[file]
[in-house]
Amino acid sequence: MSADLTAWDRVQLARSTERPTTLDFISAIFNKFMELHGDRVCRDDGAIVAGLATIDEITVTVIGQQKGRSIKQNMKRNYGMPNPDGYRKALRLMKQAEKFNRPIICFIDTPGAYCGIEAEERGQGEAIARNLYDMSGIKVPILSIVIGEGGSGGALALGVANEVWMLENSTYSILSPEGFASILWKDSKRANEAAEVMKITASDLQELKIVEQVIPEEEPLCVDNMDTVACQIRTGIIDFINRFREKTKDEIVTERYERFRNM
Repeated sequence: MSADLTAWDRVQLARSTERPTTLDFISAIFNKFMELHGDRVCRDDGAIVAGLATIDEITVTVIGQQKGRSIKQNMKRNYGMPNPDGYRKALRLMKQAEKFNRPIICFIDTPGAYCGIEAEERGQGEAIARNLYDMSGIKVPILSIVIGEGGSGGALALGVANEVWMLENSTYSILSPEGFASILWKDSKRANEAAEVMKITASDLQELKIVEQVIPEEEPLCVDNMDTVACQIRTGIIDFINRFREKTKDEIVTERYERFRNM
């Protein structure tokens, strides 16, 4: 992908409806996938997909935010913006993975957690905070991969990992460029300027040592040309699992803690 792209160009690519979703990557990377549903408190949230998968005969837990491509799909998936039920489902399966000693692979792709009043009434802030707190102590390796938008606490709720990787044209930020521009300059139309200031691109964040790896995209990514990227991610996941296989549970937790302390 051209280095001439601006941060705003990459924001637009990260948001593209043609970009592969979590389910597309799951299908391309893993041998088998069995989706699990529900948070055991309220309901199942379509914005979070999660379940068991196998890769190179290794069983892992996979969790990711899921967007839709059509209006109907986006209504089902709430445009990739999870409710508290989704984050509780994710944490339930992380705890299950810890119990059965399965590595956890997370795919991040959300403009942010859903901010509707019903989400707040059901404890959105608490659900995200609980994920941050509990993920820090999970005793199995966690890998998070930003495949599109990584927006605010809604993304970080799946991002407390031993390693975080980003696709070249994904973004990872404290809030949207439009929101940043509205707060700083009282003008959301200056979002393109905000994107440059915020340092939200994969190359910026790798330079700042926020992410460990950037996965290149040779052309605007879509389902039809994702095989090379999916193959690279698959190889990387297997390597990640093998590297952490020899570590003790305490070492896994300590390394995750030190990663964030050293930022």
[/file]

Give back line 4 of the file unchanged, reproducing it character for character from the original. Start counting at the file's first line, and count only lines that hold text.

């Protein structure tokens, strides 16, 4: 992908409806996938997909935010913006993975957690905070991969990992460029300027040592040309699992803690 792209160009690519979703990557990377549903408190949230998968005969837990491509799909998936039920489902399966000693692979792709009043009434802030707190102590390796938008606490709720990787044209930020521009300059139309200031691109964040790896995209990514990227991610996941296989549970937790302390 051209280095001439601006941060705003990459924001637009990260948001593209043609970009592969979590389910597309799951299908391309893993041998088998069995989706699990529900948070055991309220309901199942379509914005979070999660379940068991196998890769190179290794069983892992996979969790990711899921967007839709059509209006109907986006209504089902709430445009990739999870409710508290989704984050509780994710944490339930992380705890299950810890119990059965399965590595956890997370795919991040959300403009942010859903901010509707019903989400707040059901404890959105608490659900995200609980994920941050509990993920820090999970005793199995966690890998998070930003495949599109990584927006605010809604993304970080799946991002407390031993390693975080980003696709070249994904973004990872404290809030949207439009929101940043509205707060700083009282003008959301200056979002393109905000994107440059915020340092939200994969190359910026790798330079700042926020992410460990950037996965290149040779052309605007879509389902039809994702095989090379999916193959690279698959190889990387297997390597990640093998590297952490020899570590003790305490070492896994300590390394995750030190990663964030050293930022």